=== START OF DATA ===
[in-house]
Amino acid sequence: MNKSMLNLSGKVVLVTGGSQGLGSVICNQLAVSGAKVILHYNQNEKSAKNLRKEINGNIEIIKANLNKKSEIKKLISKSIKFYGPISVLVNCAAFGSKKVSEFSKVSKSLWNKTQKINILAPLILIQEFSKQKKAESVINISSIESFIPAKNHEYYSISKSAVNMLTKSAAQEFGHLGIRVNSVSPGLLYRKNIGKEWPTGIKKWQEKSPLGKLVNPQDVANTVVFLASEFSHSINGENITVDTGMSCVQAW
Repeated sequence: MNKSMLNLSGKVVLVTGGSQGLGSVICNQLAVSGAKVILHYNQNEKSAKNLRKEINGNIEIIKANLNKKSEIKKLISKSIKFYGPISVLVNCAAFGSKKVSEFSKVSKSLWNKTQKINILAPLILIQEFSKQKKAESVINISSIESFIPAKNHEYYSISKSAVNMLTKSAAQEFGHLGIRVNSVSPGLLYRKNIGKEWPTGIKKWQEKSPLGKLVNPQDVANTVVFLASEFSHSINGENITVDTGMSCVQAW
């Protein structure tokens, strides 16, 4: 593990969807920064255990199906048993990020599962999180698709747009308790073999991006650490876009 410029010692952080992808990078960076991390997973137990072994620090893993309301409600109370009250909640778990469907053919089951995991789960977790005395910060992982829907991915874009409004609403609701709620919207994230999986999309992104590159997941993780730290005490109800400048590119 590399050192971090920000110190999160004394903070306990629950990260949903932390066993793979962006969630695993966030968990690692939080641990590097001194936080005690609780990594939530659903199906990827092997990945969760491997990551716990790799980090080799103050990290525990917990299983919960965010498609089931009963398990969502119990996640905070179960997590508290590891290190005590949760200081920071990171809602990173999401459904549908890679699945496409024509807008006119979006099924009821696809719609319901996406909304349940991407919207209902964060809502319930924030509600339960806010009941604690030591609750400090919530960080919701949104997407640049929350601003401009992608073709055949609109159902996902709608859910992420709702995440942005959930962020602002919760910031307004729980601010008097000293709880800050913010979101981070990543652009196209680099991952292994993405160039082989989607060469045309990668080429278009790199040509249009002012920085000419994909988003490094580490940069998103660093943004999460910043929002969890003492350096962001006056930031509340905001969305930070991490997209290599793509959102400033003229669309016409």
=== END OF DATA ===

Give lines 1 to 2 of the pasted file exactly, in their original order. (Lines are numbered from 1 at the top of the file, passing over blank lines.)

[in-house]
Amino acid sequence: MNKSMLNLSGKVVLVTGGSQGLGSVICNQLAVSGAKVILHYNQNEKSAKNLRKEINGNIEIIKANLNKKSEIKKLISKSIKFYGPISVLVNCAAFGSKKVSEFSKVSKSLWNKTQKINILAPLILIQEFSKQKKAESVINISSIESFIPAKNHEYYSISKSAVNMLTKSAAQEFGHLGIRVNSVSPGLLYRKNIGKEWPTGIKKWQEKSPLGKLVNPQDVANTVVFLASEFSHSINGENITVDTGMSCVQAW